1. The Board agrees with the objections raised by the examining division under Articles 83 and 84 EPC, that the application as claimed does not contain enough technical information for the skilled person to carry out the invention. In particular, in the absence of sufficient information in the application documents it is not clear how a slit exposure mask defined in claim 2 according to the main request can produce lines formed on the polymer film around a virtual base point, which according to claim 1 expand or converge, as a consequence of a relative movement of the polymer film and the slit exposure mask.

2. In this connection, the appellant made reference to Figures 5 and 6 of the published application with the associated description, page 32, paragraphs 0138 to 0140, from which it was clear to the skilled person that an interference pattern generated by a projector would be equivalent to the slit exposure mask defined in claim 2 and that the relative movement of the slit and the surface of the polymer could be obtained by shifting the phase of the interference fringe.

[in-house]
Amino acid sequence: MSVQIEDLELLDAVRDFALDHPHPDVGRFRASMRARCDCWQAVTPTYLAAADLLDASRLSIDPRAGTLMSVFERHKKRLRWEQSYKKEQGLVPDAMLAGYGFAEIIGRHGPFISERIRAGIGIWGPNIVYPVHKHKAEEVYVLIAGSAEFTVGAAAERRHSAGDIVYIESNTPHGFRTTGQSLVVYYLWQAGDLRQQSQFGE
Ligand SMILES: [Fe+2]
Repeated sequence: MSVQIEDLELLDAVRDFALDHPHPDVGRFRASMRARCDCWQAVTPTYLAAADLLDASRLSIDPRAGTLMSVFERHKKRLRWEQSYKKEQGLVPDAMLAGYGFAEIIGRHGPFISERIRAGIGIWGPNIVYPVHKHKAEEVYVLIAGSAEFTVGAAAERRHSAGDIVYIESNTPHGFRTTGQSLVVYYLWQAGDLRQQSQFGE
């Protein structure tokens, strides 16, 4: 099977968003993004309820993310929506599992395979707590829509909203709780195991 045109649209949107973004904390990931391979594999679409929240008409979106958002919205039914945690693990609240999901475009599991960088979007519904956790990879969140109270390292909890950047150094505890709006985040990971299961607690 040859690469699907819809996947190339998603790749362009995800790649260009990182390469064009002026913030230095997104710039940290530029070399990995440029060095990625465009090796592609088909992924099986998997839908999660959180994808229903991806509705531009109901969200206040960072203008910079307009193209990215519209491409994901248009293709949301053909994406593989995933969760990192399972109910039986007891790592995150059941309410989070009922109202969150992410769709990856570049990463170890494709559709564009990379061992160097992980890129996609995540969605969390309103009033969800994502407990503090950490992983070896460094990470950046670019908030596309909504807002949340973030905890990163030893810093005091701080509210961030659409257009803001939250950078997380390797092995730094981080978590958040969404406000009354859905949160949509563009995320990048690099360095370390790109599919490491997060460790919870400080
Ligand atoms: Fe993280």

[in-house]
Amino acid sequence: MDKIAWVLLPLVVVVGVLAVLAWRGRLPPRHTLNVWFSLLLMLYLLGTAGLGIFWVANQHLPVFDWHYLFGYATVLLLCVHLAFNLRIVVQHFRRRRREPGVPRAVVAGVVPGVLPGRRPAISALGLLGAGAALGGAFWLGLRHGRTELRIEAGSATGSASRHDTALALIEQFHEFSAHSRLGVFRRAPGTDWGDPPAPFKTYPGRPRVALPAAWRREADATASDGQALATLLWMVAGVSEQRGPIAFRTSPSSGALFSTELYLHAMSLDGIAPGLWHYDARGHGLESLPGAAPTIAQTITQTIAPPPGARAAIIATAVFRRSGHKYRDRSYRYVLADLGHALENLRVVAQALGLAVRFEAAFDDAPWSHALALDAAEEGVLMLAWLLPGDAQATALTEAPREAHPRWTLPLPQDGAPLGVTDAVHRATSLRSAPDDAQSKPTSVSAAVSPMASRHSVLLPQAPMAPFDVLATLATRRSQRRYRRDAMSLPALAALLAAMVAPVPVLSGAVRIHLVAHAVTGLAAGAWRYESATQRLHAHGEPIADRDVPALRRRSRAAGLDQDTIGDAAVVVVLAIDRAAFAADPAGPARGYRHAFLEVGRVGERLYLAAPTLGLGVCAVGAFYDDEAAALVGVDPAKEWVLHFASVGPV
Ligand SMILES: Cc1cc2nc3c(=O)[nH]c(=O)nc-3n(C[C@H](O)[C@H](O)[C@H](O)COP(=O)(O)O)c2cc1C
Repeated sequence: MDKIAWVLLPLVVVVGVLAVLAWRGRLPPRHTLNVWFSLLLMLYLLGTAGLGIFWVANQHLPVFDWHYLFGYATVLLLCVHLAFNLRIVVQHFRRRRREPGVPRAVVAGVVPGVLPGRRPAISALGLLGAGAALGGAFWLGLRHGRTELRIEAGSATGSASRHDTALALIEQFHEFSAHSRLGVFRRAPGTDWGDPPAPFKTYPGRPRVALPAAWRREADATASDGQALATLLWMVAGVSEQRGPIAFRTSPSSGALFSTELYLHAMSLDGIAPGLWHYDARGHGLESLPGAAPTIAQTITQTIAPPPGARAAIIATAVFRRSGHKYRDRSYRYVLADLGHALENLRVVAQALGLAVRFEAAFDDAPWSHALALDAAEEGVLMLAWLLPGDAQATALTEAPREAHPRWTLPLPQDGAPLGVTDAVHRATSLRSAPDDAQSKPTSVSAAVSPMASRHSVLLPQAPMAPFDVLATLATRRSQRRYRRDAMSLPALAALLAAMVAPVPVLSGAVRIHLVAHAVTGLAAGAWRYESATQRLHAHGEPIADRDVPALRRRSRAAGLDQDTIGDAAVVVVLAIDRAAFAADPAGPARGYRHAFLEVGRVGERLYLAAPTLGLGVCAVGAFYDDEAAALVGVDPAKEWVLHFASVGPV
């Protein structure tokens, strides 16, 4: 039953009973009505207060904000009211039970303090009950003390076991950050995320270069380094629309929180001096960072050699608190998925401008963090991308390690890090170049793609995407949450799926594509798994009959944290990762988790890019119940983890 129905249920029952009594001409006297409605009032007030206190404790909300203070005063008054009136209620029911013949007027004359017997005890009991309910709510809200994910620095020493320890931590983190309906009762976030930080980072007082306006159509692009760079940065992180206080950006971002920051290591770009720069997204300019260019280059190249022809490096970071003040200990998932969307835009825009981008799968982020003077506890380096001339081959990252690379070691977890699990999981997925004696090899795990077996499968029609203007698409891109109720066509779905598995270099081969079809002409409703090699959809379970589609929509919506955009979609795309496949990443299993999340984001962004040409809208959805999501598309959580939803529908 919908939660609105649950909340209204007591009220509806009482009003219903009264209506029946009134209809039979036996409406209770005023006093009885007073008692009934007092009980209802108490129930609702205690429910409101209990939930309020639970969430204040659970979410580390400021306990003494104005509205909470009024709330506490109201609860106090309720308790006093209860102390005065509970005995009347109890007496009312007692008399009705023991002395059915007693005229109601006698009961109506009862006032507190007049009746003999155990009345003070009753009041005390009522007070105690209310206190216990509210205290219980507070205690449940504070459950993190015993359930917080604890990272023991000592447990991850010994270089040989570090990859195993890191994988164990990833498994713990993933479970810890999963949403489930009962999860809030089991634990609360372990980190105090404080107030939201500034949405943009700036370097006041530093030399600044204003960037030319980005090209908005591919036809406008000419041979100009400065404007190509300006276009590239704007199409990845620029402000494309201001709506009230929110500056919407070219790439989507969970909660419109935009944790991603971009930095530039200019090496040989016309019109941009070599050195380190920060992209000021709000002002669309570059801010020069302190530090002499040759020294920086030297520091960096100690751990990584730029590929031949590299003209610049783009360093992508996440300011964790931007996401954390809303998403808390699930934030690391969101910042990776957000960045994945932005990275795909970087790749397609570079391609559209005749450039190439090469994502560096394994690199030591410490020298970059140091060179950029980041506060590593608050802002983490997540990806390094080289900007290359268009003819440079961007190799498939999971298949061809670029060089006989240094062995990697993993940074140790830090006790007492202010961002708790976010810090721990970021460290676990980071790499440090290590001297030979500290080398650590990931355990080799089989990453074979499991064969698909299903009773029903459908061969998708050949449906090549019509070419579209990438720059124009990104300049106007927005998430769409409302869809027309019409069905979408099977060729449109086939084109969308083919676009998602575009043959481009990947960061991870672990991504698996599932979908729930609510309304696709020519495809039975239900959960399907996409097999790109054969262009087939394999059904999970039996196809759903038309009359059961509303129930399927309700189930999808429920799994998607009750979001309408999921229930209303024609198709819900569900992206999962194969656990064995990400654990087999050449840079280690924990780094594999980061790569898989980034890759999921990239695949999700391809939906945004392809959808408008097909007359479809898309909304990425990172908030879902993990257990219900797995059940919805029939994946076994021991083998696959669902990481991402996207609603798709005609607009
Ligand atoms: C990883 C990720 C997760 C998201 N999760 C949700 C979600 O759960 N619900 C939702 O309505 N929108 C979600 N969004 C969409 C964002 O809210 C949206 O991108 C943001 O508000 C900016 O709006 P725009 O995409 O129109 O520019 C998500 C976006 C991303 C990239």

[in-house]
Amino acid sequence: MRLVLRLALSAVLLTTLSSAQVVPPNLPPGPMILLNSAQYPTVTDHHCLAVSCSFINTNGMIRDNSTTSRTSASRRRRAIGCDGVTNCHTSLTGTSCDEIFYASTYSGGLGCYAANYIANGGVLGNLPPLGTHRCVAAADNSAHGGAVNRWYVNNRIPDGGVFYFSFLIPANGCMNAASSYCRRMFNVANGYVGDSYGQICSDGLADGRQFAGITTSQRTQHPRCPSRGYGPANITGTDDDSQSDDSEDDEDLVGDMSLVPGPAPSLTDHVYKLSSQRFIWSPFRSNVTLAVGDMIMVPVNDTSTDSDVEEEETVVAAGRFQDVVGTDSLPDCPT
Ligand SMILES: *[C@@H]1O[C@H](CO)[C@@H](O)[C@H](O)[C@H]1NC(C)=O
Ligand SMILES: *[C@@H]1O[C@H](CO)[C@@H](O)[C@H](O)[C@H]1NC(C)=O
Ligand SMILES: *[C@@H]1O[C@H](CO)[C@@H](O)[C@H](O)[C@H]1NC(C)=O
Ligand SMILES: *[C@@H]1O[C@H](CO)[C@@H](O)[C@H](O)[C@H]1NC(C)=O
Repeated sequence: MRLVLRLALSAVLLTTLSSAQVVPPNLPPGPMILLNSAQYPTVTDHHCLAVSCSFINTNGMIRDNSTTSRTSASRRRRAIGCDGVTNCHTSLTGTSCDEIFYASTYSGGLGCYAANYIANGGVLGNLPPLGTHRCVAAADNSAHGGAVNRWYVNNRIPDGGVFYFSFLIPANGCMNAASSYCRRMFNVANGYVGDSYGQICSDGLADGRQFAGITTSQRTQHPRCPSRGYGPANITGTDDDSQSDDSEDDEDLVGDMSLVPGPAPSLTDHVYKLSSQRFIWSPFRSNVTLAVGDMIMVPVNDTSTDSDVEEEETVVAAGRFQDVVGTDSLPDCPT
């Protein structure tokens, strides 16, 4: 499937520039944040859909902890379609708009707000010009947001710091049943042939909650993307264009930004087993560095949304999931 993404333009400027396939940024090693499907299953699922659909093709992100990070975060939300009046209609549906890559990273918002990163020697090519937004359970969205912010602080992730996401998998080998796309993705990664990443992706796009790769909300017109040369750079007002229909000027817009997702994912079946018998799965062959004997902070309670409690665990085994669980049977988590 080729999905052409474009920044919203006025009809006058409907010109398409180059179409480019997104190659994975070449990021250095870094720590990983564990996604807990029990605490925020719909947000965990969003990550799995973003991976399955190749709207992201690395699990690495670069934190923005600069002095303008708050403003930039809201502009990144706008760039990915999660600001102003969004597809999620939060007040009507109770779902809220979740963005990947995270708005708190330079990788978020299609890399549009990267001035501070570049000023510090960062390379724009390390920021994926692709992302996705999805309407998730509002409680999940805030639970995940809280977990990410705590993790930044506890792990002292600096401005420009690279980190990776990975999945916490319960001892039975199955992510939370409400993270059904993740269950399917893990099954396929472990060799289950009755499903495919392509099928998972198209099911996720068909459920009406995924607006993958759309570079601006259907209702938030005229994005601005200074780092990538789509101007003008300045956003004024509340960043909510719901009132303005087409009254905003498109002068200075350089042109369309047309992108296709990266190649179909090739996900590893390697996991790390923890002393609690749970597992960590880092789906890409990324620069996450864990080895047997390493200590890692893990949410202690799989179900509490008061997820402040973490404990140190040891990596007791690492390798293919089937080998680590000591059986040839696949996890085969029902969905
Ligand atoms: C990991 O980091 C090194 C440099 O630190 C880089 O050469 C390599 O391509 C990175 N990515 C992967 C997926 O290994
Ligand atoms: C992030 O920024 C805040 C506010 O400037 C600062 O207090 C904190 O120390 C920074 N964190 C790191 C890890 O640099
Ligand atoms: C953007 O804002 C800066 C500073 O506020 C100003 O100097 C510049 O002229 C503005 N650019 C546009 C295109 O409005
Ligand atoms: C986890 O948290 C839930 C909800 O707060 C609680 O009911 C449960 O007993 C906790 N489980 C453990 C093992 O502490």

3. This argument does not convince the Board. It remains unclear how the relative movement of the slit and polymer surface shown in Figure 6 can generate a concentrically expanding or converging pattern around a virtual point, as shown in Figure 5 and defined in present claim 1. Even though it can be accepted that "a slit exposure mask may be a means for generating an optical exposure pattern by interference" as stated by the appellant in its statement of grounds (see section II above), it is not explained which movement generates the concentric expansion or convergence from and to, respectively, a virtual point. The fact that the exposure through a slit involves interference is well known and its mere mention is not sufficient for the skilled person to carry out the present invention.

4. Therefore the main request is not allowable.

First and second auxiliary requests

5. The feature of claim 1 according to the auxiliary requests that the radiation is irradiated onto the polymer surface in the "normal" direction is not explicitly mentioned in the original application. According to the appellant, this feature is merely intended to define a general direction of the radiation, which is symmetric around an axis which in turn is normal to the polymer surface, as shown in Figures 3, 4, 6 or 10.

6. However, the subject-matter of claim 1 according to the first auxiliary request, in the given interpretation of "normal direction", is entirely disclosed in D2, see Figures 5 and 6, and from D3, see Figure 1.